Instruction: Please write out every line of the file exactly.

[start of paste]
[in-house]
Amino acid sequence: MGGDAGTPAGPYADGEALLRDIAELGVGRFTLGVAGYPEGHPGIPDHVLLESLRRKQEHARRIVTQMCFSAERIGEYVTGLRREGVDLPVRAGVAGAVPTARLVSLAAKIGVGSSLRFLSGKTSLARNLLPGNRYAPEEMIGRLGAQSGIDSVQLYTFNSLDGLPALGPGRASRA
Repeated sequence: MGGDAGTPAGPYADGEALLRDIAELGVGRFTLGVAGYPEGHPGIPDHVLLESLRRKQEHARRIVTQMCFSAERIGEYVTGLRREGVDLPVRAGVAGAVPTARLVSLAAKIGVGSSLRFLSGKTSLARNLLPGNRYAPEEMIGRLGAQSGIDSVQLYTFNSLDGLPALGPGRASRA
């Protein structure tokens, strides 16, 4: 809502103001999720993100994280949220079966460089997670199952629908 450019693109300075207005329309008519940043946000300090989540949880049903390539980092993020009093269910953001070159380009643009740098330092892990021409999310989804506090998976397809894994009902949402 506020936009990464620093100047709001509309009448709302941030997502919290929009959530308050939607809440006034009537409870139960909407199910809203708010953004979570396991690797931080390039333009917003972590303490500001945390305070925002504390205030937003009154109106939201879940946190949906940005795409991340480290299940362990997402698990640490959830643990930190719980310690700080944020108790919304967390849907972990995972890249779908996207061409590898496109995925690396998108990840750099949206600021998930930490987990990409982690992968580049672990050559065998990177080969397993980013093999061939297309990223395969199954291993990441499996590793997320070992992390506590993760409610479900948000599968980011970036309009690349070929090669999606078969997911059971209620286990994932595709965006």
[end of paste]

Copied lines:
[in-house]
Amino acid sequence: MGGDAGTPAGPYADGEALLRDIAELGVGRFTLGVAGYPEGHPGIPDHVLLESLRRKQEHARRIVTQMCFSAERIGEYVTGLRREGVDLPVRAGVAGAVPTARLVSLAAKIGVGSSLRFLSGKTSLARNLLPGNRYAPEEMIGRLGAQSGIDSVQLYTFNSLDGLPALGPGRASRA
Repeated sequence: MGGDAGTPAGPYADGEALLRDIAELGVGRFTLGVAGYPEGHPGIPDHVLLESLRRKQEHARRIVTQMCFSAERIGEYVTGLRREGVDLPVRAGVAGAVPTARLVSLAAKIGVGSSLRFLSGKTSLARNLLPGNRYAPEEMIGRLGAQSGIDSVQLYTFNSLDGLPALGPGRASRA
């Protein structure tokens, strides 16, 4: 809502103001999720993100994280949220079966460089997670199952629908 450019693109300075207005329309008519940043946000300090989540949880049903390539980092993020009093269910953001070159380009643009740098330092892990021409999310989804506090998976397809894994009902949402 506020936009990464620093100047709001509309009448709302941030997502919290929009959530308050939607809440006034009537409870139960909407199910809203708010953004979570396991690797931080390039333009917003972590303490500001945390305070925002504390205030937003009154109106939201879940946190949906940005795409991340480290299940362990997402698990640490959830643990930190719980310690700080944020108790919304967390849907972990995972890249779908996207061409590898496109995925690396998108990840750099949206600021998930930490987990990409982690992968580049672990050559065998990177080969397993980013093999061939297309990223395969199954291993990441499996590793997320070992992390506590993760409610479900948000599968980011970036309009690349070929090669999606078969997911059971209620286990994932595709965006």